infj and other types: teaching vs. educating | INFJ Forum

infj and other types: teaching vs. educating

Discussion in 'The INFJ Typology' started by bs98r3kjf, Oct 28, 2009.

Share This Page

More threads by bs98r3kjf
  1. bs98r3kjf

    bs98r3kjf Well-known member

    Joined:
    Feb 27, 2009
    Threads:
    115
    Messages:
    2,745
    Likes Received:
    142
    Trophy Points:
    0
    MBTI:
    none
    Enneagram:
    none
    What's the difference between teaching and educating? If teaching is more involved with helping your students' develop certain skills and abilities, what is educating? Is it the same as teaching or does it have a greater significance? And how do you think an INFJ teacher can do both for his/her students at the same time? Do you think it might be easier for some types to teach and educate at the same time than others? How so?
     
  2. bamf

    bamf Is Watching You
    Retired Staff

    Joined:
    Apr 9, 2009
    Threads:
    289
    Messages:
    10,794
    Likes Received:
    1,933
    Trophy Points:
    453
    MBTI:
    Meh
    Enneagram:
    Meh
    I had no idea that there was considered a difference between teaching and educating. To me it's all semantics.
     
    Stop hovering to collapse... Click to collapse... Hover to expand... Click to expand...
  3. OP
    bs98r3kjf

    bs98r3kjf Well-known member

    Joined:
    Feb 27, 2009
    Threads:
    115
    Messages:
    2,745
    Likes Received:
    142
    Trophy Points:
    0
    MBTI:
    none
    Enneagram:
    none
    The way I see it, educating sort of enables them to use and apply the skills that they were taught to their lives, not just inside academic settings. I think each person sees it differently though.
     
    #3 bs98r3kjf, Oct 28, 2009
    Last edited: Oct 28, 2009
  4. bamf

    bamf Is Watching You
    Retired Staff

    Joined:
    Apr 9, 2009
    Threads:
    289
    Messages:
    10,794
    Likes Received:
    1,933
    Trophy Points:
    453
    MBTI:
    Meh
    Enneagram:
    Meh
    If that's the case, I'd definitely say education has more significance. Application of what is learned to life outside of the classroom is extremely important in my view.
     
    Stop hovering to collapse... Click to collapse... Hover to expand... Click to expand...
  5. OP
    bs98r3kjf

    bs98r3kjf Well-known member

    Joined:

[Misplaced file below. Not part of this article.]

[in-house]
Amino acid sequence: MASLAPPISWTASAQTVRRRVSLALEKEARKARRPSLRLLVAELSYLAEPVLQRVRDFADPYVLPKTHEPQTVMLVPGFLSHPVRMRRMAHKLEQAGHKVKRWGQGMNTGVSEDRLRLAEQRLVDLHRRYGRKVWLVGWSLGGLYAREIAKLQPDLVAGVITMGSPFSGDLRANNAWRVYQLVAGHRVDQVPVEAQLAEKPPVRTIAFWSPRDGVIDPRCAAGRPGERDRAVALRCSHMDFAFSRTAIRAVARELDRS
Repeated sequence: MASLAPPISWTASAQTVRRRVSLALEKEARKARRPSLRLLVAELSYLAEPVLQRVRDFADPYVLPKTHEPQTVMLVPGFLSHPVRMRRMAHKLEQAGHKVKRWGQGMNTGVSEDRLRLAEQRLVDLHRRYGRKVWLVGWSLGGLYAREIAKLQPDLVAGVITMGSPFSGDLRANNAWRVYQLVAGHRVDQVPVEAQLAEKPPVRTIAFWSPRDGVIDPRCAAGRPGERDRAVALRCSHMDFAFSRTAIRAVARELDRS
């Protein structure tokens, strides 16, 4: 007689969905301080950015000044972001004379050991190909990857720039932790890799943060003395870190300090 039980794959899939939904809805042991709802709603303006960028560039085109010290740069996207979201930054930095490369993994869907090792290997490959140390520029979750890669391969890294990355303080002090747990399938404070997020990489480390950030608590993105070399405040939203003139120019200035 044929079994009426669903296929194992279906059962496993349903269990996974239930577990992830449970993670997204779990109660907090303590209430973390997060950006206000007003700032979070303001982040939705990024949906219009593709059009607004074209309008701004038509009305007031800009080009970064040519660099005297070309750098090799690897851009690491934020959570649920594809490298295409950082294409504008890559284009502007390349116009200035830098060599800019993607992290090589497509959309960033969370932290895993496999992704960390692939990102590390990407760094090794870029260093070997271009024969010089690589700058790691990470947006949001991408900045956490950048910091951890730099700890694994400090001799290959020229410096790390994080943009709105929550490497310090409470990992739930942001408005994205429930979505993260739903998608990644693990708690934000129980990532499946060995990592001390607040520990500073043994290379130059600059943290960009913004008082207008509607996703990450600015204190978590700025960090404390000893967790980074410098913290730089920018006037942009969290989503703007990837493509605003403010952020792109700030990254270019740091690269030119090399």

Feb 27, 2009
    Threads:
    115
    Messages:
    2,745
    Likes Received:
    142
    Trophy Points:
    0
    MBTI:
    none
    Enneagram:
    none
    Do you think INFJ teachers are better or worse than some of the other types with that? Like maybe some types are better at teaching the skills but don't really know how to reach their students in a way that will encourage and enable them to be able to apply it in their lives?
     
  6. bamf

    bamf Is Watching You
    Retired Staff

    Joined:
    Apr 9, 2009
    Threads:
    289
    Messages:
    10,794
    Likes Received:
    1,933
    Trophy Points:
    453
    MBTI:
    Meh
    Enneagram:
    Meh
    I don't know much about personality types so I can't really say if I think INFJ's are better or worse, but I do think that they have the potential to be very good motivators. From what I've read on this forum, INFJ's (not to say it's not true of other types) want what's best for others and will do everything in their power to help them. I think INFJ's make could make good teachers and great educators (maybe that's why I'm becoming certified? I don't know). They know how to motivate people at a personal level.
     
    Stop hovering to collapse... Click to collapse... Hover to expand... Click to expand...
  7. lostintranslation

    lostintranslation Community Member

    Joined:
    Feb 9, 2009
    Threads:
    0
    Messages:
    300
    Likes Received:
    8
    Trophy Points:
    0
    MBTI:
    INFJ
    imo teachers that can relate to the INFJ type go out of their way to help students. As in, they're not just limited to the classroom; they show concern for students well-beings and want to help put theory into practice - this is how they measure their 'effectiveness', so to speak.
     
    Stop hovering to collapse... Click to collapse... Hover to expand... Click to expand...
  8. OP
    bs98r3kjf

    bs98r3kjf Well-known member

    Joined:
    Feb 27, 2009
    Threads:
    115
    Messages:
    2,745
    Likes Received:
    142
    Trophy Points:
    0
    MBTI:
    none
    Enneagram:
    none
    I agree with you. We are good motivators I think. And we do try hard to help everyone. That's part of why I'm studying education. The key word here is motivating people on a personal level. I think making learning more personal to a student allows them to reach a level where they would know how to apply what they learn to their lives, and I'm not simply talking about only applying it, but also sort of making it part of who they are and gosh its hard to explain. I know what I'm trying to say but I can't find the words to explain it. I think its because I see the word "teach" as something that is concrete and I see the word "educate" as something that I somewhat more abstract.